The Equal Employment Opportunity Commission is tasked with investigating, among other issues, sexual harassment in employment scenarios across the country.
Including claims against its own supervisors.
The agency has confirmed a probe into a regional supervisor who has been accused by subordinates of exchanging sex for favorable treatment at work.
A government publication report the supervisor, Katherine Gonzalez of the Miami District Office, is accused of “engaging in sexual quid pro quo arrangements with subordinates.”
“She’s accused of proposing sex to male employees in exchange for more favorable treatment at work. Those who rebuffed her advances, according to multiple individuals in the office, were subject to increased workloads, given the most complex cases to investigate, and tasked with running her personal errands,” according to the GovExec.com report.
“The exact details of the probe remain under wraps, but some employees in the office shared their version of events,” the report said.
“One employee in the Miami office who asked not to be named out of fear of retaliation alleged that he was pressured into having sex with Gonzalez. He told Government Executive the incidents began almost immediately after he started working at the Miami office. Gonzalez, who was his supervisor, pushed her breasts against him multiple times in his first week, he said, and things escalated from there. She began asking for favors, food and gifts. She demanded the employee, who was married, bring her flowers on Valentine’s Day and Mother’s Day. All of the requests came with an implication that she would ruin his work life if he did not comply, he said.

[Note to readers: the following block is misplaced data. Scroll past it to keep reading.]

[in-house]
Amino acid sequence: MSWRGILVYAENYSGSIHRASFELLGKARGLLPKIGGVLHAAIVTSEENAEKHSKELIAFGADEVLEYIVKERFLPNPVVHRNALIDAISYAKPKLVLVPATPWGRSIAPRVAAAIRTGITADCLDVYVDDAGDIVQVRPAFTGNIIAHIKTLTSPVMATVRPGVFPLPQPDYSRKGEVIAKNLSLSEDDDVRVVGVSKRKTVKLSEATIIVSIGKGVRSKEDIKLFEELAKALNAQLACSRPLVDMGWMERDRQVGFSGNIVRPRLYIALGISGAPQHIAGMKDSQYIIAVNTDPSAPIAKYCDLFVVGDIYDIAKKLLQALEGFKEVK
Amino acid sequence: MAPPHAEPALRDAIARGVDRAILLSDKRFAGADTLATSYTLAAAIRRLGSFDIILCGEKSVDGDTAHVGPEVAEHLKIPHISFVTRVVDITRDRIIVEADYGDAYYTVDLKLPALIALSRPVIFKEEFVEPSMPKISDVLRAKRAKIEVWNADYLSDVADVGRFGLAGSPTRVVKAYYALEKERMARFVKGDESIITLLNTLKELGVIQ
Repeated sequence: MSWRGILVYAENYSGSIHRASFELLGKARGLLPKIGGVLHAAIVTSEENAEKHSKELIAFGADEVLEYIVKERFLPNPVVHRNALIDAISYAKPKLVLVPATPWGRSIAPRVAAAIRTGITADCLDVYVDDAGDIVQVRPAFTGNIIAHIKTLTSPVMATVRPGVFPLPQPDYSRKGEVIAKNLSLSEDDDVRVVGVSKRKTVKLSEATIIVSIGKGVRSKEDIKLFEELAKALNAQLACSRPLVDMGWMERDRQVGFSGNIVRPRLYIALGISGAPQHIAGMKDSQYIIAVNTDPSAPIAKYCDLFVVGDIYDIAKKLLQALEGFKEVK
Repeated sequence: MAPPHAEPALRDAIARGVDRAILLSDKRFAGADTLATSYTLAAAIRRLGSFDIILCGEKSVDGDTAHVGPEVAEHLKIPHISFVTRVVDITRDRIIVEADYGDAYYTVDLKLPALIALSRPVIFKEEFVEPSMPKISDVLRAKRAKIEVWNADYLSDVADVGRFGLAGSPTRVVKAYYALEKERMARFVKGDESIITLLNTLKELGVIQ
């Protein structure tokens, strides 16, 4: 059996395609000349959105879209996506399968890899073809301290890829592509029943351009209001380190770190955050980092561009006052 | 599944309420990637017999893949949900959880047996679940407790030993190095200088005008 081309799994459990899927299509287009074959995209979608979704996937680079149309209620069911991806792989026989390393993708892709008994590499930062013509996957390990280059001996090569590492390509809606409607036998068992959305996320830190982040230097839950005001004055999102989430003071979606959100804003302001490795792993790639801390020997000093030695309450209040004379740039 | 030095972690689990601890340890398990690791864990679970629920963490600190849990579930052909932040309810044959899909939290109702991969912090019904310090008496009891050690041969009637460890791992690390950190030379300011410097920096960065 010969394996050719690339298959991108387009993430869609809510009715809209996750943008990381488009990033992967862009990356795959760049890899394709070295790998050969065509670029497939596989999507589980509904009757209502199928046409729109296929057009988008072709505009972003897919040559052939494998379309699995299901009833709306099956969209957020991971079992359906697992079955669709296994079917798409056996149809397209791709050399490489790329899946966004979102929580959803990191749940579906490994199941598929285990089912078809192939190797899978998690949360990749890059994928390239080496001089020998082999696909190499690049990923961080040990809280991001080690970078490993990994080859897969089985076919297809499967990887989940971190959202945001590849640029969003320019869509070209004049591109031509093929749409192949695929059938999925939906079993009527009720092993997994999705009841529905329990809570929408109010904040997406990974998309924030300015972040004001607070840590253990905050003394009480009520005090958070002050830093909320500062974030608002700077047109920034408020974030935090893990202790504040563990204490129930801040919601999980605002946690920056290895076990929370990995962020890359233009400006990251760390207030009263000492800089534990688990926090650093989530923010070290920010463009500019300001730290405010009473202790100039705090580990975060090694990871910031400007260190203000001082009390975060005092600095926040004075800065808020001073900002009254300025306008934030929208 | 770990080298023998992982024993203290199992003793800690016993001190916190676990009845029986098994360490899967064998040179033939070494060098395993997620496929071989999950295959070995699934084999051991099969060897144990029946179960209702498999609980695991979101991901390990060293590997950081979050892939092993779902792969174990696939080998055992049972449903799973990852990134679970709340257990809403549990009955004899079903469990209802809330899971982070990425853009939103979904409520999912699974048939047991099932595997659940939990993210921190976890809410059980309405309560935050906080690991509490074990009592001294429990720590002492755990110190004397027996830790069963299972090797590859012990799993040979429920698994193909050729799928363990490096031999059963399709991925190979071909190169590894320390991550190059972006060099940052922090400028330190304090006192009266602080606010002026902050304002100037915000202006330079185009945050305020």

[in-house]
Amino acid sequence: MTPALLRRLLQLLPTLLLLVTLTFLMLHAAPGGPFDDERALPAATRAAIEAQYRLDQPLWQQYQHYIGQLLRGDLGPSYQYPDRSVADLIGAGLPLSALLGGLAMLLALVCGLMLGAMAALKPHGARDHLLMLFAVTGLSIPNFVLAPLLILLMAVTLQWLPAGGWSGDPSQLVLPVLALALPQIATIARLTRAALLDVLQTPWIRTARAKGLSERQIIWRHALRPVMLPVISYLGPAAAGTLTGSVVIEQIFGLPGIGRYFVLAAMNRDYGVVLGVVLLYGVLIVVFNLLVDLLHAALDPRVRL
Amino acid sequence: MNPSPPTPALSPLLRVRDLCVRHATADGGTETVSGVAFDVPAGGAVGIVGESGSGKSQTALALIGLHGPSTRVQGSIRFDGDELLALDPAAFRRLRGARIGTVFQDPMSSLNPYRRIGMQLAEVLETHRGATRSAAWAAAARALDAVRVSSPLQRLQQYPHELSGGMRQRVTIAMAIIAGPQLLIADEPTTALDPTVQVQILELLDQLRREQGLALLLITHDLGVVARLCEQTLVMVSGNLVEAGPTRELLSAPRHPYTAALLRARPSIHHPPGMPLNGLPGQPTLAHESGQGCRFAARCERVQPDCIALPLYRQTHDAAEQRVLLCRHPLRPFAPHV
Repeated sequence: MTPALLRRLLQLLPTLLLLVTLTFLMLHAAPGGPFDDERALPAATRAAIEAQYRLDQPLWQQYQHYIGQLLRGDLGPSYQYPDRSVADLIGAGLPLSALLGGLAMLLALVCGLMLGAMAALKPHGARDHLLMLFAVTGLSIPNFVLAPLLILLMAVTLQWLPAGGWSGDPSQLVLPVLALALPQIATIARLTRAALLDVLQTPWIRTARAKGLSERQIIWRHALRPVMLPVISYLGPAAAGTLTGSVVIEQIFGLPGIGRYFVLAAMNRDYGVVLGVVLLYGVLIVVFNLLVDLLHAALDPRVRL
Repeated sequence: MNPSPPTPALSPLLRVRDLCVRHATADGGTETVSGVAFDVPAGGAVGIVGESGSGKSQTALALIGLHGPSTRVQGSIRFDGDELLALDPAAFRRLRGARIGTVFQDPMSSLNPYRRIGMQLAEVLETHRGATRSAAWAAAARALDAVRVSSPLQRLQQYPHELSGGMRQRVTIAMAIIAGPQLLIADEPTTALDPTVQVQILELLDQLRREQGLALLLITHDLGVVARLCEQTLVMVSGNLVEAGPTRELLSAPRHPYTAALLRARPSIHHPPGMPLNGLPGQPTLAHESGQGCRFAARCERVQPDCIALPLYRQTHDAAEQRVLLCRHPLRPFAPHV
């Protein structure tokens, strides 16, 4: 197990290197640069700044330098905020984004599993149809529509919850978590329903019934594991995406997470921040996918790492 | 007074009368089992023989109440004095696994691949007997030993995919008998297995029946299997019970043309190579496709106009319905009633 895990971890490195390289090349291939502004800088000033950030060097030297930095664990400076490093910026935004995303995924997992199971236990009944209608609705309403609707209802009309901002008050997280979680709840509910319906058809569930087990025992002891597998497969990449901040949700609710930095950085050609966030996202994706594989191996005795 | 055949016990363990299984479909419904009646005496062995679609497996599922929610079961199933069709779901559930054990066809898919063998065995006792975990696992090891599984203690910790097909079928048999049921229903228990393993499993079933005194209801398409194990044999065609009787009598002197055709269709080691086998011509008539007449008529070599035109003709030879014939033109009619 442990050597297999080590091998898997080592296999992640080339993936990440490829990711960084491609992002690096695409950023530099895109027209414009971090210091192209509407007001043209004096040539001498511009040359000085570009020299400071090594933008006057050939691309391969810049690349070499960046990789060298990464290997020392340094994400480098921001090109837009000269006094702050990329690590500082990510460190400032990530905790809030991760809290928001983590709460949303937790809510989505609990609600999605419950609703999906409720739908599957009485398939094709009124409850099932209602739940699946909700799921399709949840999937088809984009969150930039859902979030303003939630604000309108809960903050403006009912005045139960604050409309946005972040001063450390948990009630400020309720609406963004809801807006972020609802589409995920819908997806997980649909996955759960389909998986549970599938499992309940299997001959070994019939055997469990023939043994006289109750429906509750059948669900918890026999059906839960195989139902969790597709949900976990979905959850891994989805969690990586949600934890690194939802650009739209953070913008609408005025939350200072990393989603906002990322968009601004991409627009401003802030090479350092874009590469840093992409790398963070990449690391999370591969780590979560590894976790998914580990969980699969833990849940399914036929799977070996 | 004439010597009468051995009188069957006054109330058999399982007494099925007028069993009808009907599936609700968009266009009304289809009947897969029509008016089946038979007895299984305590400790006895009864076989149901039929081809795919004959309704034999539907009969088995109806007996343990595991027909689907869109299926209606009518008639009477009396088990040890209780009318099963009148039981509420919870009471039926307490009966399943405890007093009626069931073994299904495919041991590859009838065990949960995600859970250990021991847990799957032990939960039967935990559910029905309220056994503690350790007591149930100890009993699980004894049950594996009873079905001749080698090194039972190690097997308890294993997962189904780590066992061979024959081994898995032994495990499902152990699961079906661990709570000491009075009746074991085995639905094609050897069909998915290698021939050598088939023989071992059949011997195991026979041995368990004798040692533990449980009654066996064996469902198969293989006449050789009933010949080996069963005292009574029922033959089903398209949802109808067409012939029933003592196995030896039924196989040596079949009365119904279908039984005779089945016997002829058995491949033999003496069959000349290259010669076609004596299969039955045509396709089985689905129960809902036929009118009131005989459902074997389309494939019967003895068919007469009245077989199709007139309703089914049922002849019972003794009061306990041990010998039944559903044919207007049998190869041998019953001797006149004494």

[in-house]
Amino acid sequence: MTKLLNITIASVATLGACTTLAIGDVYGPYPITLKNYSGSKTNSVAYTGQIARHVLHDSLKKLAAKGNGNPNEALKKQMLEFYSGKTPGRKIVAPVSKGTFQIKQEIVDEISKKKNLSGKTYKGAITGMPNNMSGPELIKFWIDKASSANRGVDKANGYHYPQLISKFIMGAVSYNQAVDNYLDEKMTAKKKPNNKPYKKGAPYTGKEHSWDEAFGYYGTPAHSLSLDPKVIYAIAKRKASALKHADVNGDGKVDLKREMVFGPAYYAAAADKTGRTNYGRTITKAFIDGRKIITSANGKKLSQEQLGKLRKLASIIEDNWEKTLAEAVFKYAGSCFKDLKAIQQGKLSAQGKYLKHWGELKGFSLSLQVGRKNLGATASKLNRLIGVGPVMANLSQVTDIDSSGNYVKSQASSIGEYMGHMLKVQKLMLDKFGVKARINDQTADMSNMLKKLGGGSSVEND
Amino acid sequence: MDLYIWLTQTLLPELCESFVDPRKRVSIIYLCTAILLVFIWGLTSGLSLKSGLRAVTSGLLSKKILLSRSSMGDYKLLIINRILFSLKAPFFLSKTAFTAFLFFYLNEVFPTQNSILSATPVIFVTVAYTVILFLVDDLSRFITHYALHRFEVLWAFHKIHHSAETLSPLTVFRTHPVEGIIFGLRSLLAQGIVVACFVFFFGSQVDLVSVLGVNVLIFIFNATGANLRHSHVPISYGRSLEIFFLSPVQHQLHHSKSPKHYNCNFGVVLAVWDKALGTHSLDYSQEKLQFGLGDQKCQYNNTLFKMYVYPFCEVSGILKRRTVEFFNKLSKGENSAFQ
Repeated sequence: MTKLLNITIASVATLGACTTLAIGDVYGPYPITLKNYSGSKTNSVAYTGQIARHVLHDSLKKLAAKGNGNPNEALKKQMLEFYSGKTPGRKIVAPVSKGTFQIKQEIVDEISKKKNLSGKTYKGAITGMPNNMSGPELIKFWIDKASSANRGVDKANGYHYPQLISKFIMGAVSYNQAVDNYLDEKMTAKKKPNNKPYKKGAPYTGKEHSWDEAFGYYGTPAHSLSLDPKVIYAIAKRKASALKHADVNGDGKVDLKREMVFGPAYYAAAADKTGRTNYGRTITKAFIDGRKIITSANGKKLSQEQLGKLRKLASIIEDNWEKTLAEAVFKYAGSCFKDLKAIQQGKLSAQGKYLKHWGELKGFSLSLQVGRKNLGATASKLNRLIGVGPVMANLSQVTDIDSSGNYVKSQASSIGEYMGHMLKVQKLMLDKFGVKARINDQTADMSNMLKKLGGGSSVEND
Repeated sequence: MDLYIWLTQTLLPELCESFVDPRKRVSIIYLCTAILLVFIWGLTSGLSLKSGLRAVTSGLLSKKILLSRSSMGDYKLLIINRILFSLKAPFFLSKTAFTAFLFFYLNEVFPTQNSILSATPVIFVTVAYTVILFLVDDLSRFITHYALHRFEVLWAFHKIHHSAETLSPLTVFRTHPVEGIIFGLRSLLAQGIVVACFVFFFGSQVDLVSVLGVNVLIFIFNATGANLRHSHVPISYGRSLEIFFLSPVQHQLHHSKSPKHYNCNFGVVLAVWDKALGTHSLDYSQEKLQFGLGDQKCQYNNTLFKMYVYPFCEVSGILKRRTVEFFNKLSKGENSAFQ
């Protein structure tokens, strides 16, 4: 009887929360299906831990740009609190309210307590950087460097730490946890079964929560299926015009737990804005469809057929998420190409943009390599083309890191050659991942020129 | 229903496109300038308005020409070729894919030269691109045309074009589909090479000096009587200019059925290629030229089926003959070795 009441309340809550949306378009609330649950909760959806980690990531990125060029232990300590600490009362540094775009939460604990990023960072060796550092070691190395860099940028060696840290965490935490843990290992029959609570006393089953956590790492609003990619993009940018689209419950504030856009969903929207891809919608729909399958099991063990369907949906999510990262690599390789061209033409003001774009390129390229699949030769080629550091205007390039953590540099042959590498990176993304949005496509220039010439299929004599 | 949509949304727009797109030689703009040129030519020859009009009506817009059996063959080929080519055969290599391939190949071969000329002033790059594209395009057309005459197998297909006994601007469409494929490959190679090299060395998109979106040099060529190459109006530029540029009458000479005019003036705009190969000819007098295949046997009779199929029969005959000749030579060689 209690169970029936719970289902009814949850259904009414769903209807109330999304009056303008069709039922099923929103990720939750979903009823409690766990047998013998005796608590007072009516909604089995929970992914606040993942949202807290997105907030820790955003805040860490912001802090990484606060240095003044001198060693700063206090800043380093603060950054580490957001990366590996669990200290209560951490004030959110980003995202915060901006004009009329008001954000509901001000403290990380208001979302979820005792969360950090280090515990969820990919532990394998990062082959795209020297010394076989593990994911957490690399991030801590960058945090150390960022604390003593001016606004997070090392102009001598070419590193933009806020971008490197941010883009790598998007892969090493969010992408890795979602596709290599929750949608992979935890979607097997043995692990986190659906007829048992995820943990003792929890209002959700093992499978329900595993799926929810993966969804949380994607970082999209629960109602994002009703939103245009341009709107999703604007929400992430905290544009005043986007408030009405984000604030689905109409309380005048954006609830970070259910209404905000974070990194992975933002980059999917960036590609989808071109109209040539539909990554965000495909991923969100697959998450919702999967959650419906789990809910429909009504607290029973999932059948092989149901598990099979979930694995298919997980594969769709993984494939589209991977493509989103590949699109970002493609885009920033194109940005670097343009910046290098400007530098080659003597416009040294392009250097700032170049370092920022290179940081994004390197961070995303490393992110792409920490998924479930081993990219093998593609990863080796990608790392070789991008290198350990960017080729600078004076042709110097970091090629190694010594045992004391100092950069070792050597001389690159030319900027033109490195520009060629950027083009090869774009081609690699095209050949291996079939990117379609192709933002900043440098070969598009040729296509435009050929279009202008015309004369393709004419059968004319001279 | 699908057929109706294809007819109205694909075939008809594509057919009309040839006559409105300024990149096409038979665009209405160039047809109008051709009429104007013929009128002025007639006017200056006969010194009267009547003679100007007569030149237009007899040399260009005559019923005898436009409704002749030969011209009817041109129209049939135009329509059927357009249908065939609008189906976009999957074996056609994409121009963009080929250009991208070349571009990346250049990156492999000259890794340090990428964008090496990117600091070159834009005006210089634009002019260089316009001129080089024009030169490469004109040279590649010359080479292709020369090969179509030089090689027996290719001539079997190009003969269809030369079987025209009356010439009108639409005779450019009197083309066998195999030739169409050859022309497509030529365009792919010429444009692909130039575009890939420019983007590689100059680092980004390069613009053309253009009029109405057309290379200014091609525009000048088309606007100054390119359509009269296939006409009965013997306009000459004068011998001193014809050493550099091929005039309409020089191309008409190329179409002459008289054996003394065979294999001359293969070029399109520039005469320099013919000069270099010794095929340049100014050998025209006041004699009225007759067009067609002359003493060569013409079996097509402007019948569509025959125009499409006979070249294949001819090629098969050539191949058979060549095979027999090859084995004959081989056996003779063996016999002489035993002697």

“The investigation followed informal complaints that started in 2015 and continued into 2016. Then last year employees presented a formal written complaint to the Miami district director, including a photograph an employee had snapped when Gonzalez exposed her breasts to those in the office,” the report said.
The government watchdog Judicial Watch said it was a “curious twist” that has the agency “responsible for enforcing the nation’s workplace discrimination laws” in this position.
Judicial Watch accused the EEOC of “trying to keep it quiet.”
“While its own house is in disarray, the EEOC is known for overreaching and aggressively hounding private businesses and government agencies over questionable cases of discrimination,” Judicial Watch said.
“Under the Obama administration the EEOC shattered records in its mission to eradicate workplace discrimination, mainly by filing high-profile cases that earned large settlements for ‘vulnerable groups’ such as immigrant and migrant workers. American businesses that didn’t accommodate Muslims were especially targeted and that didn’t necessarily change when Donald Trump moved into the White House,” the watchdog said.
“In fact, earlier this year Judicial Watch reported that the Trump EEOC sued a security company for refusing to modify its grooming standards for a Muslim employee. The firm was accused of religious discrimination because the Muslim employee requested the grooming exemption in accordance with his ‘sincerely held religious beliefs.’ The security firm eventually settled with the government, the security guard got $90,000 in damages and the company had to hire an equal employment monitor and revise its religious accommodation policies,” Judicial Watch said.